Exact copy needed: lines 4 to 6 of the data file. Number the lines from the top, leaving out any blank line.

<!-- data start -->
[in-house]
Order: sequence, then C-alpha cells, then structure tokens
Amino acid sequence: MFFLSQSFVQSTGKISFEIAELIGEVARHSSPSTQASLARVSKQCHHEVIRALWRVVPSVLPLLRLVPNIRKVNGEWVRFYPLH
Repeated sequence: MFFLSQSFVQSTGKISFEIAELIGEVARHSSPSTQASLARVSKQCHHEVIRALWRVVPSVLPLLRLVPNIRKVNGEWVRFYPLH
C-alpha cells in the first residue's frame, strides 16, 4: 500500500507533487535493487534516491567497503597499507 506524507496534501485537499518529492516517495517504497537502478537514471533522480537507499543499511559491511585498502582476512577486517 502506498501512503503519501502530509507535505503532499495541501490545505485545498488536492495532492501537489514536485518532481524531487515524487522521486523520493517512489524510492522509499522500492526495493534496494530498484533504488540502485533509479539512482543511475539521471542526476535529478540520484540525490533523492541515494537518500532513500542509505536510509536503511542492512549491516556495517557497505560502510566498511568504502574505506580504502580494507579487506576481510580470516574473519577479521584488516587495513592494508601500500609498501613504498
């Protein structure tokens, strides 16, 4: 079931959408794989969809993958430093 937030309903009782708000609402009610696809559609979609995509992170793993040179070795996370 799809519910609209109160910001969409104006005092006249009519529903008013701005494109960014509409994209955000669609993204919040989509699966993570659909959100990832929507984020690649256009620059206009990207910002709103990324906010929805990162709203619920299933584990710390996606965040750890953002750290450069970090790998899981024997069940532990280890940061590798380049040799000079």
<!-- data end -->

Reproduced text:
Repeated sequence: MFFLSQSFVQSTGKISFEIAELIGEVARHSSPSTQASLARVSKQCHHEVIRALWRVVPSVLPLLRLVPNIRKVNGEWVRFYPLH
C-alpha cells in the first residue's frame, strides 16, 4: 500500500507533487535493487534516491567497503597499507 506524507496534501485537499518529492516517495517504497537502478537514471533522480537507499543499511559491511585498502582476512577486517 502506498501512503503519501502530509507535505503532499495541501490545505485545498488536492495532492501537489514536485518532481524531487515524487522521486523520493517512489524510492522509499522500492526495493534496494530498484533504488540502485533509479539512482543511475539521471542526476535529478540520484540525490533523492541515494537518500532513500542509505536510509536503511542492512549491516556495517557497505560502510566498511568504502574505506580504502580494507579487506576481510580470516574473519577479521584488516587495513592494508601500500609498501613504498
């Protein structure tokens, strides 16, 4: 079931959408794989969809993958430093 937030309903009782708000609402009610696809559609979609995509992170793993040179070795996370 799809519910609209109160910001969409104006005092006249009519529903008013701005494109960014509409994209955000669609993204919040989509699966993570659909959100990832929507984020690649256009620059206009990207910002709103990324906010929805990162709203619920299933584990710390996606965040750890953002750290450069970090790998899981024997069940532990280890940061590798380049040799000079």